The 2013-14 Men’s Swimming season marks an important milestone for head coach Elizabeth Whittle: the men who were first-years her first year as head coach are entering their final season with the team. Those seniors, led by captains Clark Jacobson ’14 (Harvard, Mass.) and Nathan Schachtman ’14 (St. Louis, Mo.), anchor a rejuvenated men’s team looking to erase the disappointments of last year.
“We didn’t have the finishes last year that we should have,” Whittle said.
A relay disqualification that prevented the Scots (1-3 in dual meets and seventh in the MIAC last year) from beating Hamline was the black mark on the season and still haunts Whittle and her team. Thus, she has put a premium on mental preparedness and hopes to eliminate such disqualifications altogether.
Whittle trusts that the seniors can spearhead a turn-around. “We have the best leadership that we’ve had my four years here,” she said.
She stressed Schachtman’s accessibility to underclassmen as key to the team’s dynamic.
“He’s been very enthusiastic his first three years and now he’s a very vocal leader,” Whittle said.
Jacobson came to Macalester without much swimming experience and has grown significantly each season. Whittle emphasized how excited she is to watch the conclusion of his Mac career, keeping in mind how much he’s developed as a swimmer.
“Clark’s a lead-by-example type of guy,” she said.
Last season’s breakout star Ben Kromash ’16 (Chicago, Ill.) suggested that the team’s close-knit culture feeds off the fact that of the five seniors, three live together and the other two are roommates as well.
The veteran leadership extends beyond the two captains. Kromash asserted that Domi Lauko ’14 (Whitefish Bay, Wis.) embodies the work ethic and academic dedication that the team prides itself on. All five seniors have contributed to the development of the program in innumerable ways.
“Going through that transition together made our relationship stronger,” said Whittle of her shared first season with the seniors. “They’ve been the foundation for changing a lot of the team’s culture.”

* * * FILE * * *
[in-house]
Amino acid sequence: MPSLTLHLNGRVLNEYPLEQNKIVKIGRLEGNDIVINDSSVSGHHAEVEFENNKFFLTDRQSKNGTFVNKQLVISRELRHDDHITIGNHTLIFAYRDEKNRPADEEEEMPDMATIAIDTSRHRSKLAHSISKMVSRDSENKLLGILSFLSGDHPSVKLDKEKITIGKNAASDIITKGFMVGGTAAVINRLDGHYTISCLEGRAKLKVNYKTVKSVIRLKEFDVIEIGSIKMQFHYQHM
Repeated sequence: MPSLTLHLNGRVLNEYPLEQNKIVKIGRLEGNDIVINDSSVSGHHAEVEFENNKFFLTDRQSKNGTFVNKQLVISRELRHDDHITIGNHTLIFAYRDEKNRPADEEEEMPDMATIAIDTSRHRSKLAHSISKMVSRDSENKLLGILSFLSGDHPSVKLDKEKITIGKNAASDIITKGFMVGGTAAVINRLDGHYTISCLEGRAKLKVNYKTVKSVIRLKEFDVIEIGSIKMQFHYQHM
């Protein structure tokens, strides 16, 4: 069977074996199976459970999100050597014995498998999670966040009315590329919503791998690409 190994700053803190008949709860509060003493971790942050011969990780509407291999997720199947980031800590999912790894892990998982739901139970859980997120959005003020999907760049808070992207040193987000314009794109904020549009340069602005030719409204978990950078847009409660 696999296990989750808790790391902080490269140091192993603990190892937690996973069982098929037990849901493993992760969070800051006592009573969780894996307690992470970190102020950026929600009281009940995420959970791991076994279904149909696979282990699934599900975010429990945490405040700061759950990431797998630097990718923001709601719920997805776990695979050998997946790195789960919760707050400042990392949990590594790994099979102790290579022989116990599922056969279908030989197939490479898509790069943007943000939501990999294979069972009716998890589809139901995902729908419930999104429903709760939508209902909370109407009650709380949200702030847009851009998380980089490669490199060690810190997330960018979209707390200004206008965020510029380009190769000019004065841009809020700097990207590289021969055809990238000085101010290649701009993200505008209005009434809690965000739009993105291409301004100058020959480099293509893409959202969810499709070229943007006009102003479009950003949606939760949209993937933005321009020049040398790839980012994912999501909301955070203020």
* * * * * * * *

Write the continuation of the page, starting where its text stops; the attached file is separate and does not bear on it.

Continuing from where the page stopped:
Yet to have the chance to engage in serious competition, the men have spent most of the preseason training and mulling over goals for the upcoming months. Whittle has established the tradition of meeting one-on-one with each swimmer and recording concrete personal goals for the season. These goals stretch from the athletic to the academic, as the team always strives to be one of the top teams in the College Swim Coaches Association, which ranks every Division III school with a swimming program based on their GPA. Last season, the program finished with the 14th best GPA in Division III.
As she looks forward to competition, Whittle most anticipates Sam Stern ’17 (Rosemount, Minn.) in the breaststroke and Kromash in the 500 Freestyle. One of Kromash’s aims for this year is to break five minutes in this event, as he reached a 5:10 mark last year, hitting his preseason goal exactly. He also strives to break a 2:02.68 in the 200 Butterfly, which would set a Macalester record.
Both Whittle and Kromash viewed beating Hamline in their dual meet as one of the season’s most vital missions following last year’s disappointing defeat. Whittle also placed a premium on every single swimmer qualifying for their conference meet.
The leadership and “positive culture,” as Whittle calls it, make moving past last year’s disappointments easier than one might think. Whittle and Kromash agree that the freshmen have bonded with the upperclassmen faster than ever before, and have “embraced the opportunity to help out with the recruiting process.” Having hosted twice the average number of Prospective Freshmen this year, the program is on pace to keep improving.
As the men embark on a new season, Kromash offered these words of optimism:
“Swim season is a long season; it’s about five and a half months, and there can be a lot of speed bumps like shoulder injuries and bad meets, but we’re going to work as a team to not let those things slow us down.”